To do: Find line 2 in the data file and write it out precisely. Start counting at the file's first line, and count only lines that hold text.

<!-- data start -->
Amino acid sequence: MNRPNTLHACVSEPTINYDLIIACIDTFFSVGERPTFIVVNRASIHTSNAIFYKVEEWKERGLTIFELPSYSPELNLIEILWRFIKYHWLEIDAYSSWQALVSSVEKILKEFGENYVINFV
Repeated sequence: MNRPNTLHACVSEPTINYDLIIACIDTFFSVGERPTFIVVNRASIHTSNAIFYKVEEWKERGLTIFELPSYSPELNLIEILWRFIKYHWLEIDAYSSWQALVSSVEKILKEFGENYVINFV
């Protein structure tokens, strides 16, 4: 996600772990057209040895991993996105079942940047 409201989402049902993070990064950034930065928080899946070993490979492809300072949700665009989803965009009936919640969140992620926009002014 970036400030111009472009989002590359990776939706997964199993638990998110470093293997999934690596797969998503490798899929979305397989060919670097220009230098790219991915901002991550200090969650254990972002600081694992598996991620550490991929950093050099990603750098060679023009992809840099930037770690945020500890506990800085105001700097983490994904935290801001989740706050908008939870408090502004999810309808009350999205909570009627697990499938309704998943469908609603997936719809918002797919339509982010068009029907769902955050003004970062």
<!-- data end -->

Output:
Repeated sequence: MNRPNTLHACVSEPTINYDLIIACIDTFFSVGERPTFIVVNRASIHTSNAIFYKVEEWKERGLTIFELPSYSPELNLIEILWRFIKYHWLEIDAYSSWQALVSSVEKILKEFGENYVINFV